"I'm very happy, despite the fact that I didn't have the possibilities had relationships been better during that time," Linares said, adding that ", at the end of the road, as you could say now they're greatly improving and Cuba is opening up the doors for their athletes to go out and play throughout the world."

Chapter and verse have been written about sports bringing people together and breaking down barriers. Chalk the USA-Cuba series down as another chapter, and another verse in the long legacy of diplomacy through sports. It seems to be working.



The first figures of Cuban chess experienced slight decreases in the world ranking, which was updated yesterday and will rule throughout July.

GM Leinier Dominguez had the highest Elo decrease as he lost 10 units and now owns 2 736 points and went down from 18th to 21st seat, according to the digital site of the International Chess Federation.

The best Cuban chess player today had a poor Capablanca Memorial Tournament with just 4.5 points from possible 10, and that cost him the new placement, but he remained the best in Latin America and 4th in the continent.

Americans Hikaru Nakamura (2814), Fabiano Caruana (2797) and Wesley So (2780), the latter two were since very recently representatives from Italy and the Philippines, in that order, appear above him.

Lazaro Bruzon also suffered a decline in his location since going down from 60th to 70th seat, and now owns 2 669 points, 8 less than his total in June.

Yuniesky Quesada, Cuba's 3rd man, was another with depleted digits as his current amount of 2 643 units is 4 points fewer than that of the previous updating.

On the contrary, the current national monarch Isam Ortiz, added 5 points to his Elo, which arose to 2 577, remaining thus 4th in Cuban ranking, ahead of Juan Carlos Obregon who did not change his total of 2 560.

The top 10 is completed by Yuri González (2550), Carlos Hevia (2540), Jose Angel Guerra (2533), Yusnel Bacallao (2525) and Camilo Gomez (2519) while among women, Lisandra Ordaz remained on top, now with 2 357 points, higher by 19 to her previous amount.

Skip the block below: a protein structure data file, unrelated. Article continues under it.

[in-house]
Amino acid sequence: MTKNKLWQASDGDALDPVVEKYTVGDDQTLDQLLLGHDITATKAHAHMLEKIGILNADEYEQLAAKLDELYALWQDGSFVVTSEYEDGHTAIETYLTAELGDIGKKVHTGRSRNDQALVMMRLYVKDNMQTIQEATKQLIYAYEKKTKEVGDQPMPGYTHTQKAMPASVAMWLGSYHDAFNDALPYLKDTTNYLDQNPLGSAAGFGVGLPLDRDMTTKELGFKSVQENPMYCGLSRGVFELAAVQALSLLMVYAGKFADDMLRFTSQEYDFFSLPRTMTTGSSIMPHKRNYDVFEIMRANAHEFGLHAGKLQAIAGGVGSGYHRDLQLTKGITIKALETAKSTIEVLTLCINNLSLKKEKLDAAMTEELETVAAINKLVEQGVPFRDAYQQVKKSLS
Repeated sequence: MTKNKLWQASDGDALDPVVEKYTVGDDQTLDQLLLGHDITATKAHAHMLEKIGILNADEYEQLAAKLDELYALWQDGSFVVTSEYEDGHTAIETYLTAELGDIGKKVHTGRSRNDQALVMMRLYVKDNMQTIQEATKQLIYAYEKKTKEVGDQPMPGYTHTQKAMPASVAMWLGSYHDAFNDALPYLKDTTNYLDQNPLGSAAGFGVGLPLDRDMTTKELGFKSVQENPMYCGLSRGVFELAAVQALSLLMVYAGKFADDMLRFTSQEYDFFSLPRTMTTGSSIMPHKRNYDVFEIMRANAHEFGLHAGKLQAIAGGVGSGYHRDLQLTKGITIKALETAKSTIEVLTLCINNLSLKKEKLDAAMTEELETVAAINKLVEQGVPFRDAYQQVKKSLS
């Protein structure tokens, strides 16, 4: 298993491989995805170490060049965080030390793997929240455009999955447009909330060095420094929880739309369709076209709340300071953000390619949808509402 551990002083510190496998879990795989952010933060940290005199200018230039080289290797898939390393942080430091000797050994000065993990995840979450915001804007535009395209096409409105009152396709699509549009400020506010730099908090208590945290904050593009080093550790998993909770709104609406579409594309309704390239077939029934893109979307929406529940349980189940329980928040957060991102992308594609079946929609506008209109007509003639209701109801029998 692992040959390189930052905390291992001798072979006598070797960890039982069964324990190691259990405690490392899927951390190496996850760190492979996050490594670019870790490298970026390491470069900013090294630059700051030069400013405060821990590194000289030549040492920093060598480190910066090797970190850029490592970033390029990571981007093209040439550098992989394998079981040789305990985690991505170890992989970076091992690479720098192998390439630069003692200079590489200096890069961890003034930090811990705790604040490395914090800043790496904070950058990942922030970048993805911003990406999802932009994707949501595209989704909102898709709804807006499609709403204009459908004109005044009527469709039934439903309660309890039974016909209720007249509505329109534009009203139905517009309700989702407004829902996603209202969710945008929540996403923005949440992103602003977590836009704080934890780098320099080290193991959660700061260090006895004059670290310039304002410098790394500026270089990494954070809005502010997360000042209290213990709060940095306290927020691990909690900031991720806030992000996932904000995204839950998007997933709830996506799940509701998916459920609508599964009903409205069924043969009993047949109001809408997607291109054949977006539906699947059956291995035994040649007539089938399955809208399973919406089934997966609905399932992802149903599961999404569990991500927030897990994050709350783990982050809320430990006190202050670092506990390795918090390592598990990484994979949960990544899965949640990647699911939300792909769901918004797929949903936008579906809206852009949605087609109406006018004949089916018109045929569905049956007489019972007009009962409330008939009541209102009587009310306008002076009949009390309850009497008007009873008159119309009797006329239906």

The world ranking continued headed by Norwegian Magnus Carlsen and although his 2 853 Elo is still astronomical, it is 23 units lower than the last one because, amazingly, he finished 7th in the Norwegian Chess Tournament with only 3.5 points of a possible 9.

However not all are sad news, because we knew that the Cuban Dylan Berdayes Isidro is located today in the 1st place of the Pan-American Youth Chess Tournament which has its seat in the Colombian city of Cali, after the first 2 rounds.

The Youth National Champion of the island, with a rating of 2,346 ELO points, is considered one of the favorites for winning the U-18 category of the contest in the capital of Valle del Cauca, as he has 2 wins and no defeats.


Copa America

Peru and Paraguay face off tomorrow for the 3rd place of the Americas Football Cup, after falling in semifinals of bitterness for both teams.

The Peruvian team feels that the early expulsion of Carlos Zambrano weakening its chances against Chile (2-1) and stole them the possibility of reaching the final, which would be crowned with the good championship pace so far made by the Inca team.


Edited by Ivan Martínez